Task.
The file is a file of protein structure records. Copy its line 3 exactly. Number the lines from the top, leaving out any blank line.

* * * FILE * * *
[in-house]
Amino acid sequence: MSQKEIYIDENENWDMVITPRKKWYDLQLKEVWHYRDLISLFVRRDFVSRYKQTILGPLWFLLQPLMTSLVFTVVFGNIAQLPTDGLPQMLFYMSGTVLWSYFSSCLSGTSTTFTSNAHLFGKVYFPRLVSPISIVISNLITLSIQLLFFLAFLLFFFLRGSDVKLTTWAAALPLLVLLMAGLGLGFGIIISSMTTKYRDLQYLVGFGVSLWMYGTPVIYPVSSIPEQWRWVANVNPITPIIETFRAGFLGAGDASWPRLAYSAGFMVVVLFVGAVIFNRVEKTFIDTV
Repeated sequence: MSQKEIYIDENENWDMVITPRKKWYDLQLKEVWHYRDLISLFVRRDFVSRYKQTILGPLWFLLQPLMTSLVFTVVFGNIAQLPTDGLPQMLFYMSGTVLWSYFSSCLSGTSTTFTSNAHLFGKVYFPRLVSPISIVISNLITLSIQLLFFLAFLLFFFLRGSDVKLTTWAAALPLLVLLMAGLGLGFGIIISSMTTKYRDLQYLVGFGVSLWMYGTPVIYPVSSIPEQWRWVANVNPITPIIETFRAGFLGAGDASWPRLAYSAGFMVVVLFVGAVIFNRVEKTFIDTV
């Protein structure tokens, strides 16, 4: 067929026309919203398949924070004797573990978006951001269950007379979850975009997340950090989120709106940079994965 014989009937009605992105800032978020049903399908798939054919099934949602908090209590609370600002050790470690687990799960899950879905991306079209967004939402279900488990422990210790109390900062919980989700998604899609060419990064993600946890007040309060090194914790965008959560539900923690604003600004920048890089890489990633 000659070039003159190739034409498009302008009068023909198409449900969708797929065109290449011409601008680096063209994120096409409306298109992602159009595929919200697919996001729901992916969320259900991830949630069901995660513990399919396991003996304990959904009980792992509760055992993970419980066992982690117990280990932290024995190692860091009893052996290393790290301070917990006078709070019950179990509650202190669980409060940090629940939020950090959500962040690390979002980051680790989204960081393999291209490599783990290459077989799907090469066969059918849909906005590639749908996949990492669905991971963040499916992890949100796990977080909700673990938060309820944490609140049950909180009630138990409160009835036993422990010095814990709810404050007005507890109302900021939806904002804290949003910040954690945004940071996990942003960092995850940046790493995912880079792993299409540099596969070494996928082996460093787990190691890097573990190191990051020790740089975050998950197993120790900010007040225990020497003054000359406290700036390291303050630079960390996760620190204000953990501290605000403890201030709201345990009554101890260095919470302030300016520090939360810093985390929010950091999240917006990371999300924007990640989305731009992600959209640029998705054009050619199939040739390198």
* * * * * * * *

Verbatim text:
Repeated sequence: MSQKEIYIDENENWDMVITPRKKWYDLQLKEVWHYRDLISLFVRRDFVSRYKQTILGPLWFLLQPLMTSLVFTVVFGNIAQLPTDGLPQMLFYMSGTVLWSYFSSCLSGTSTTFTSNAHLFGKVYFPRLVSPISIVISNLITLSIQLLFFLAFLLFFFLRGSDVKLTTWAAALPLLVLLMAGLGLGFGIIISSMTTKYRDLQYLVGFGVSLWMYGTPVIYPVSSIPEQWRWVANVNPITPIIETFRAGFLGAGDASWPRLAYSAGFMVVVLFVGAVIFNRVEKTFIDTV